Identifying spam can sometimes be a hard task as spammers get better and better at their “job”. While last time we pointed out the key facts that differentiate spam from phishing, you should already know by now what spam looks like. Now it’s time to get back to the basics of spam.
Still the main question remains: how can you identify spam? It is not an easy question, nor a hard one. It all depends on the situation the spammer is taking advantage of, thus these key spam signs may or may not apply to different situations.
Being aware of how spam looks like and being able to identify it is something everyone should know, however it won’t stop the spam from reaching your mailbox.
Basic Spam Traits:
- Unknown Sender – Having no idea who the sender is can be classified as the first spam trait.
- Unexpected Email – No one expects spam emails. So when you receive one that’s unexpected, you can ask yourself if that email is spam or not.
- Typosquatting – Also known as URL hijacking or fake URL, it usually relies on typos in domain names or TLDs. One good example of domain typosquatting is Twiter (one “t” missing).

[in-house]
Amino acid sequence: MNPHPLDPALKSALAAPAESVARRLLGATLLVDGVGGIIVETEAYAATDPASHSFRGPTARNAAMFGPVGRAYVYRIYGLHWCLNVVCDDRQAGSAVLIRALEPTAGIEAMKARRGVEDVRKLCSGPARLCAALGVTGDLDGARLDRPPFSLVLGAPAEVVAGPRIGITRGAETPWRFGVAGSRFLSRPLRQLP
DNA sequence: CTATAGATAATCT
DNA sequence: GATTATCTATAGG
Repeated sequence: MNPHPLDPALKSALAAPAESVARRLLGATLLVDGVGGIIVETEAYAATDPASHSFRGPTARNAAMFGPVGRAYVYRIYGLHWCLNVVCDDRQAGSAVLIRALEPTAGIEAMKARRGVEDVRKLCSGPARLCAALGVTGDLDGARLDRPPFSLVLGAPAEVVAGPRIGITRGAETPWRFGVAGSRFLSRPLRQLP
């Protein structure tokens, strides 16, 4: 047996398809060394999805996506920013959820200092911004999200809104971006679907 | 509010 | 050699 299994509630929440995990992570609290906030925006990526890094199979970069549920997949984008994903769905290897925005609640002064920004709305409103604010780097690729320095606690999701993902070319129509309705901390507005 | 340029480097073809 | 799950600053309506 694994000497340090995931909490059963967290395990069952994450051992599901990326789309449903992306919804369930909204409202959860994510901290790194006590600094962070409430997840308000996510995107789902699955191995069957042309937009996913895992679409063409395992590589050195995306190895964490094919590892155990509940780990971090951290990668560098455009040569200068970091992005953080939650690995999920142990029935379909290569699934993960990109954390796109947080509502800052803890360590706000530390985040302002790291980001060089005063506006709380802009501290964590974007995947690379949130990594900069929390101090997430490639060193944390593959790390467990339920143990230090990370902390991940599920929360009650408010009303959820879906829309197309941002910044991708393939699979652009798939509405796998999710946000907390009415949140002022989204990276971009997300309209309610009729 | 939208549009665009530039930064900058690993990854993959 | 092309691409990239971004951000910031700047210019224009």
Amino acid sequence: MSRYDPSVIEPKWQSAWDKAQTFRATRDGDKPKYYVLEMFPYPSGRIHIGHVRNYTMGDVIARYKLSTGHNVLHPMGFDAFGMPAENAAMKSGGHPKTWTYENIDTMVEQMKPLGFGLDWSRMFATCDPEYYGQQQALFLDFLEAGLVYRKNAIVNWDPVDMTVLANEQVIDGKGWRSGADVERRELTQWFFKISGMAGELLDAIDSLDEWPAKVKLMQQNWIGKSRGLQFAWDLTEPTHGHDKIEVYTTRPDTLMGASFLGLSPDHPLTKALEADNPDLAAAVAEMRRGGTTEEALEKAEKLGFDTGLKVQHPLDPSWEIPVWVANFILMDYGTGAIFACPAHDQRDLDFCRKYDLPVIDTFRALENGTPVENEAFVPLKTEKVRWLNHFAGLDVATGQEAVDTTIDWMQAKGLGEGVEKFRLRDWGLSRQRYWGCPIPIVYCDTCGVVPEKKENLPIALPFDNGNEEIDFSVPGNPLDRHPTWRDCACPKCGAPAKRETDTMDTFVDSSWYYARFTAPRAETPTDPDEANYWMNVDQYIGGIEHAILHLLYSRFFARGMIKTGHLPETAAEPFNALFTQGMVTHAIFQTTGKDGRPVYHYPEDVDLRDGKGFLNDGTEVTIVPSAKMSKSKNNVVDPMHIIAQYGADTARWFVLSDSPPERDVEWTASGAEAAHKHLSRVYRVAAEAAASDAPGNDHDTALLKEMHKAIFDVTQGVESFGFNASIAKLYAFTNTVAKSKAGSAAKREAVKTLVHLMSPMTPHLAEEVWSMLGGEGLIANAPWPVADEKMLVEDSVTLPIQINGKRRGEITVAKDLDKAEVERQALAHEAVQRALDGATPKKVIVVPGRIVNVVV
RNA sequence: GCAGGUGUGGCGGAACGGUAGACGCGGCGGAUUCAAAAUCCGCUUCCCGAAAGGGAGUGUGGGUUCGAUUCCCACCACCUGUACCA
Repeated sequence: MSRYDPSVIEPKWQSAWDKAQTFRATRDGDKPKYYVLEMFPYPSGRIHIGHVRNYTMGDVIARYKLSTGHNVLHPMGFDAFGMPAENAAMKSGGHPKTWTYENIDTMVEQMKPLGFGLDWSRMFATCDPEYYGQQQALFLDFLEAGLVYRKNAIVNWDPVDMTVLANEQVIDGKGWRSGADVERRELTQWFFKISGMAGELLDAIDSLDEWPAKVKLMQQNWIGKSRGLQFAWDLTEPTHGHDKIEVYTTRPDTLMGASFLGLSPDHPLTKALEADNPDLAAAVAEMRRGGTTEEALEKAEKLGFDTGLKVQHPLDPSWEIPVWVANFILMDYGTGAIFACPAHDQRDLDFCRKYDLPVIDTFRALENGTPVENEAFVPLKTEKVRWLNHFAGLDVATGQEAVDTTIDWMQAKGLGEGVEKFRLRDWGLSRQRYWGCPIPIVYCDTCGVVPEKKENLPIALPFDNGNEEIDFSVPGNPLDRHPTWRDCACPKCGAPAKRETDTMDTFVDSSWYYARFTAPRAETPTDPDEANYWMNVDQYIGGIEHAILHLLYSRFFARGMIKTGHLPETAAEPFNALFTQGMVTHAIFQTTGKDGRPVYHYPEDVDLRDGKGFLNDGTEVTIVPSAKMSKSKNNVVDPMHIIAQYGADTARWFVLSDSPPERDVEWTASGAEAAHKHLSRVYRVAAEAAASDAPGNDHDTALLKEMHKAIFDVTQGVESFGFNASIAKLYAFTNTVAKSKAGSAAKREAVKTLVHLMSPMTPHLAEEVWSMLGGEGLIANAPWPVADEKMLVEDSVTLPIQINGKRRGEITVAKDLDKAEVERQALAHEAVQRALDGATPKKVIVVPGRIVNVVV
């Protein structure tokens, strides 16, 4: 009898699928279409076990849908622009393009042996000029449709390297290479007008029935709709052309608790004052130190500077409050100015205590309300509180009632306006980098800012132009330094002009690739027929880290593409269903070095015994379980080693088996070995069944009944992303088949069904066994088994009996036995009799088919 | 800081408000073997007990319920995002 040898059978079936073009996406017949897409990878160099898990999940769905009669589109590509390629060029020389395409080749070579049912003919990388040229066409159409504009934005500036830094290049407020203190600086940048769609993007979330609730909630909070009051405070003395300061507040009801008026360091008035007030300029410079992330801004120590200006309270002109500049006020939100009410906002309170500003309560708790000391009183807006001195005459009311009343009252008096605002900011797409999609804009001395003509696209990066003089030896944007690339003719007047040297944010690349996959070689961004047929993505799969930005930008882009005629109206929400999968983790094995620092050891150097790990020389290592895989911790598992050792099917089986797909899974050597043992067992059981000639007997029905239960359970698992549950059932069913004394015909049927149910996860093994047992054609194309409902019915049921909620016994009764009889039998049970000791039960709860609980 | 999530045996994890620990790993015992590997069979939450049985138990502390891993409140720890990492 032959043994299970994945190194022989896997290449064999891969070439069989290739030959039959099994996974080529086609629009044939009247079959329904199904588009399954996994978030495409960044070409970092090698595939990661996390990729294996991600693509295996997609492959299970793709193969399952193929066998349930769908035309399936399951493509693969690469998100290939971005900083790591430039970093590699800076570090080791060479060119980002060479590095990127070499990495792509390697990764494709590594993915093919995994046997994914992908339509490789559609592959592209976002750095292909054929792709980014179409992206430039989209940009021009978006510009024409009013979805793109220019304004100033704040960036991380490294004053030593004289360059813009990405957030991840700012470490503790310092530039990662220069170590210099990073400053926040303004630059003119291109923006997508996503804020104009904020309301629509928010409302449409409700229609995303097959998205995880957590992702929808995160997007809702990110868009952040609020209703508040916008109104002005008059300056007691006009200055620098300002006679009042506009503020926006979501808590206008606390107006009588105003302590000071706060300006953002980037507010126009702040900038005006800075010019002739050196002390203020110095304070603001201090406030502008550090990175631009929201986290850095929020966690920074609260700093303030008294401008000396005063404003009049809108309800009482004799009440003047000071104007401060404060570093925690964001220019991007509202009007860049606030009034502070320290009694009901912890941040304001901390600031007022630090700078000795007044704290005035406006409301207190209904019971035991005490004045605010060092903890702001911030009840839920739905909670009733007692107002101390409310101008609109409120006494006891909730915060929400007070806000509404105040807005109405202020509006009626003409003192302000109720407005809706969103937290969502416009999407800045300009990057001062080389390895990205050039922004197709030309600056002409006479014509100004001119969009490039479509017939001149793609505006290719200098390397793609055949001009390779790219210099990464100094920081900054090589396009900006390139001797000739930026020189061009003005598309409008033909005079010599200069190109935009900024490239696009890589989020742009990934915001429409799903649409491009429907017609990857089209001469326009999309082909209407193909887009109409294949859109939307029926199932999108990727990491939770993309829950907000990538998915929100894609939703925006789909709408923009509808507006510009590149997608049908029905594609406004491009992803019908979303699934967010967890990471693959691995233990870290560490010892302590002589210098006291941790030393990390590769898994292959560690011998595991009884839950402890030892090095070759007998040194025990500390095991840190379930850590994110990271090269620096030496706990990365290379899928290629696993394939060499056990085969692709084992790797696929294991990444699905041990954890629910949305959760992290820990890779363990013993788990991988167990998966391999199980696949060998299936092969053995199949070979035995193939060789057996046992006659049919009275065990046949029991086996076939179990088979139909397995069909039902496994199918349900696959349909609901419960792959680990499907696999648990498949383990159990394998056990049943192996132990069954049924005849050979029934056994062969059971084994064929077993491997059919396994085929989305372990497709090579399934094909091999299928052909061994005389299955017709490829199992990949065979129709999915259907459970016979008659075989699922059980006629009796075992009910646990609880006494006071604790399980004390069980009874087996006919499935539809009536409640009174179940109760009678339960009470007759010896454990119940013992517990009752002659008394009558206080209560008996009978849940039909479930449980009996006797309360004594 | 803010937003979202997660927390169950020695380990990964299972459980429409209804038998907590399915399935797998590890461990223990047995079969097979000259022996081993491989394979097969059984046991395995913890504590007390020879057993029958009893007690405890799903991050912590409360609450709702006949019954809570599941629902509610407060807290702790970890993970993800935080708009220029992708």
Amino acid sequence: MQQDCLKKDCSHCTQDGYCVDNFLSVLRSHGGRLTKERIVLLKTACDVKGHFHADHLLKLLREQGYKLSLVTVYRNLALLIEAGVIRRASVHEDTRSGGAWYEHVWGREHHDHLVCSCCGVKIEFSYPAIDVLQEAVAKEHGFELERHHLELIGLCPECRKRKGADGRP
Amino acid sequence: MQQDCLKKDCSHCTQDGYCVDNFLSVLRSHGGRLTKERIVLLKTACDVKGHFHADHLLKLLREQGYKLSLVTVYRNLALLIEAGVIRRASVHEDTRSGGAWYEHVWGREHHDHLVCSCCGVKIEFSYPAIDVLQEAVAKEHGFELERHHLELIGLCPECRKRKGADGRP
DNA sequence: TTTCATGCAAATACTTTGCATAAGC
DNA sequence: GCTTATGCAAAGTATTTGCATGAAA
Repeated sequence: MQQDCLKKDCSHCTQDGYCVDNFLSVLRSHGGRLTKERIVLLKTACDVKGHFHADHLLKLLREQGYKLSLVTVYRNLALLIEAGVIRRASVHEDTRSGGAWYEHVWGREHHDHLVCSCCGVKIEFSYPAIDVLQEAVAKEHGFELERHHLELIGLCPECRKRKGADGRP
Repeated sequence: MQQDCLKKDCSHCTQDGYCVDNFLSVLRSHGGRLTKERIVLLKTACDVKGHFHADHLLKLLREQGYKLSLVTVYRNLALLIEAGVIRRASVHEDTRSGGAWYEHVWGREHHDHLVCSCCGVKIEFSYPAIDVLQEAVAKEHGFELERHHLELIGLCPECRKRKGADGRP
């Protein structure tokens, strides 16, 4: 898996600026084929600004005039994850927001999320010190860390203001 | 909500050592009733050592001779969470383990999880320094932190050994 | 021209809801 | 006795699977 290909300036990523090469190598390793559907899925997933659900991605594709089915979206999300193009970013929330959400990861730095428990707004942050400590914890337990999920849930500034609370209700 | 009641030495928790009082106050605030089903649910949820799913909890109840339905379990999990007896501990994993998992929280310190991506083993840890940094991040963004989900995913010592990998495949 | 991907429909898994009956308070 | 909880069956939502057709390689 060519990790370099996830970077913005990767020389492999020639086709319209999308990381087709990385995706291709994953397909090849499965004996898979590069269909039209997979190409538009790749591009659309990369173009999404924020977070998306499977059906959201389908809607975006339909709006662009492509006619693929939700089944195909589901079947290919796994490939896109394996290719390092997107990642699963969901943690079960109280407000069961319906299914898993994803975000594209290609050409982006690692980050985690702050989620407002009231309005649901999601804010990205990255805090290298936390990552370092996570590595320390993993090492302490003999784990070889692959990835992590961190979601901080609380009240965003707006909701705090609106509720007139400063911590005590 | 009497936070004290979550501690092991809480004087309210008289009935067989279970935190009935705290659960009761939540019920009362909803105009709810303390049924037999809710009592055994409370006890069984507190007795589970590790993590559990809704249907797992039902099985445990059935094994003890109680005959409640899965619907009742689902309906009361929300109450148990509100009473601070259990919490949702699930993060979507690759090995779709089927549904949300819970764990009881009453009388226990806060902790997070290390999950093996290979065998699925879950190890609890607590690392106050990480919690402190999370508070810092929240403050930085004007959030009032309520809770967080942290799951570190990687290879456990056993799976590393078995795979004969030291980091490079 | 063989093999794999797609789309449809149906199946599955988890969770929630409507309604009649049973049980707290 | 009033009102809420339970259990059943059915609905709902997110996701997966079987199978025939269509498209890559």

- Links leading to certain web pages – Most links impersonate legitimate websites or redirect to certain marketplaces where spammers sell some products that are actually fake. Spammers also leverage short-links in large numbers and then redirect to certain websites.
- Bad grammar – Most spam emails contain tons of grammar mistakes which are easy to spot if you read the content carefully.
- Emails full of plain-text or just an image with no written text – In most cases, spammers send emails that are written in plain-text or just send an image with no text in an attempt to circumvent spam filters.
- Things are either very good or very bad – In order to distract your attention, spammers try to trigger two basic emotions: joy and fear. Therefore, emails coming from an unknown sender which bring either very bad or good news are usually a sign of spam.
- Check for attachments – Some spam emails contain malicious attachments such as executables: .exe, .bat, .jar, or just archives, .zip, .rar, .tar, .gz. Never open attachments from an unknown sender and never execute them. Also, some spammers leverage Microsoft Office documents with macros inserted, meaning that macros contain malicious code can infect your computer and cause some real damage, just by opening a .doc/.docx, .xls/xlsx.
- Basic keywords – Most spammers leverage keywords related to marketing or sales, such as: buy, order, shopper, shipping, invoice, receipt, cash, free, and so on.
Remember that spam usually tries to sell you something. Check for the above steps to minimize the risk of being tricked into buying something of low quality or having your computer infected with malware.
In case you encountered other spam traits, please reach out to us via our comment form and we will update our list.